• Students Affected by phase-outs – In this area there remains an ongoing question: Can students really complete a major being phased out over time? Again, a clarifying document was sent out last week to those in touch with our current and admitted students. A consistent message is particularly important on this question. Our answer is this: any student, current or incoming, may declare one of the 11 majors being phased out (as noted above). One-on-one academic advising will be offered to these students to create an individualized academic plan to meet their degree requirements and provide a solid academic experience. In keeping with our student focus, we want all students to know their options and do what is best for them. We will provide them with all the information we can now – and more in the future – as we work with each student.
  • Arts – Our goal is to make our students’ extracurricular and co-curricular experience as full and well-rounded as possible, including in the arts. In the coming months, we will examine and plan what these opportunities and experiences will be and we will build out a valuable and inviting plan. The fourth project team (noted above) will be dedicated, in part, to making recommendations. We have reached out to all arts organizations in the community to explain the plans and affirm our commitment to the arts and are in close communication with the Minnesota Conservatory for the Arts (MCA).

There is a Q & A resource for internal guidance on questions that continue to be asked. It is a living document.

Q&A

A Win – Athletics student outreach and recruitment efforts are going extremely well. Athletics is 100% to goal for recruiting (113 students) and no current or admitted student affected by the changes have indicated they are planning to leave Saint Mary’s. Good job and thanks to our athletic director, our coaches, and athletics staff.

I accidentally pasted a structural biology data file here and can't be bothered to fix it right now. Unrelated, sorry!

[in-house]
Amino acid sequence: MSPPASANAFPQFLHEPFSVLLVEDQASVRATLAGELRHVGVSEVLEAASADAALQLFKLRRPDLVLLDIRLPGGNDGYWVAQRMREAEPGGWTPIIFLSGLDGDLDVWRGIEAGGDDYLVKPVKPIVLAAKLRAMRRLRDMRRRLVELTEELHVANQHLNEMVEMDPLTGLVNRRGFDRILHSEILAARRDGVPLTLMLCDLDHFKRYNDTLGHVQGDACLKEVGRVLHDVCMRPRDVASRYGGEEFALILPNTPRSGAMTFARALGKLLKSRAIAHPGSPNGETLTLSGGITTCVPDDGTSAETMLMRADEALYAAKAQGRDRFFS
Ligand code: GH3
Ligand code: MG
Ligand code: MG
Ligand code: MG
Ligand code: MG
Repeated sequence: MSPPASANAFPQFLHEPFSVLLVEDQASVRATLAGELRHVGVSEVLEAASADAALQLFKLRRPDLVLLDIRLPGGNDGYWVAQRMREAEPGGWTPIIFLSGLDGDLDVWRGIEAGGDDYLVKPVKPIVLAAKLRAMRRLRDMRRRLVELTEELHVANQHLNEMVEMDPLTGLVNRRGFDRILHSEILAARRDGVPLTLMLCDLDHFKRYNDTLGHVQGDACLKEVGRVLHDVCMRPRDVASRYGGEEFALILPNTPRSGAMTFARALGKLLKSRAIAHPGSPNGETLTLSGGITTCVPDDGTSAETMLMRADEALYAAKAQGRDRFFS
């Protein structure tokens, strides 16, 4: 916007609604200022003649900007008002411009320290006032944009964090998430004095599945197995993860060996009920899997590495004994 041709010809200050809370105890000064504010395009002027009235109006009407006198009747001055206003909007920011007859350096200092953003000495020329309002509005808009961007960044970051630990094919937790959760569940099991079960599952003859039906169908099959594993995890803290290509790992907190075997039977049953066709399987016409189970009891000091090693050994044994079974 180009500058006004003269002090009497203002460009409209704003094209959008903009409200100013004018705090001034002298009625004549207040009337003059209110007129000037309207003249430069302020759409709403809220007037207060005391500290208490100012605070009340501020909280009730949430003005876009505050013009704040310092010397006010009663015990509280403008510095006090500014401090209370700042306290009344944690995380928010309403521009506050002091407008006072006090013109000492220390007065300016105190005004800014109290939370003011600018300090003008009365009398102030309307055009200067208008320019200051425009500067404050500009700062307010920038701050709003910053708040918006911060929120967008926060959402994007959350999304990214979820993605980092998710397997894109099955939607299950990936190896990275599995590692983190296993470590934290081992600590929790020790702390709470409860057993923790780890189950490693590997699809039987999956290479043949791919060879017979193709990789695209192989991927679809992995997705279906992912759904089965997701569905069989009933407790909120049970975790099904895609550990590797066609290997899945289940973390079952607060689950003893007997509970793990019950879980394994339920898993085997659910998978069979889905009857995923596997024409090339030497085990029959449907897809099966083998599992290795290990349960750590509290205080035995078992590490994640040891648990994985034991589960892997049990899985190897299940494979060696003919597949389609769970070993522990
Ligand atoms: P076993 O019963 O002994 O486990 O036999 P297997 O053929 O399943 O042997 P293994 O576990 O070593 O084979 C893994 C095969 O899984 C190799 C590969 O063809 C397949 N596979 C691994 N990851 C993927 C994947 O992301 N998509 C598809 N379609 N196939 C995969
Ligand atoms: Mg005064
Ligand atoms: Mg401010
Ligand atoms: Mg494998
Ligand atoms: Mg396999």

HomeStretch ‘22 Enrollment Effort – We continue the multifaceted HomeStretch ‘22 summer-focused student recruitment campaign. It is too early to see significant results. However, we will have an update on those efforts next month.

Thought Leadership – Please see two recent stories on Saint Mary’s future in context with Higher Education’s future. An opinion piece appeared in the Winona Post and Winona Daily News (digital so far, print expected). It relates to the “why” of the changes we are making, as well as, “what” the future ahead for Saint Mary’s will look like.

Higher education: Time for change | Opinion | winonapost.com 

A profile in the Catholic Spirit, distributed to 60,000 households in the Twin Cities (digital now and will be in the print graduation-themed issue on May 26). This spotlights Saint Mary’s and will be helpful for recruitment and benefactor efforts.

A priest, a psychologist and a college president: Meet Father James Burns – TheCatholicSpirit.com

Benefactors – Gary Klein, vice president for advancement, reports that conversations with benefactors, a key audience, have been going well. Although there is some sense of loss and disappointment, many understand the reasoning. An excerpt in a note from a ‘70 English major graduate:

  • I want to express how proud I am of you at Saint Mary’s for proceeding with those challenging decisions. This had to be both extremely difficult and, at the same time, obviously the correct course of action.

Benefactors are continuing to invest in us and our vision for the future, including some who have committed to supporting our summer implementation planning efforts.
We continue to monitor social media and are well aware how difficult our news has been to many alumni, particularly those with arts degrees, as well as in the humanities. However, we also remain focused on our future plans and potential.

You can expect another progress report in June as the implementation work gets underway.

These are challenging and difficult times for Saint Mary’s as they are for the majority of smaller, private, faith-based, residential undergraduate colleges. However, it is precisely the basis of our faith that provides both the motive and the assurance for our moving boldly into the future. Our very namesake and our patroness, Mary, trusted God as she uttered her “yes” to a daunting proposition and moved into the unknown. Similar to Blessed Mary and along with Saint Augustine, we believe and pray as if everything depends on God and we work as if everything depends on us.

Father James Burns, President

Dr. Matt Gerlach, Future Interim Provost and Dean of Faculties (June 1, 2022)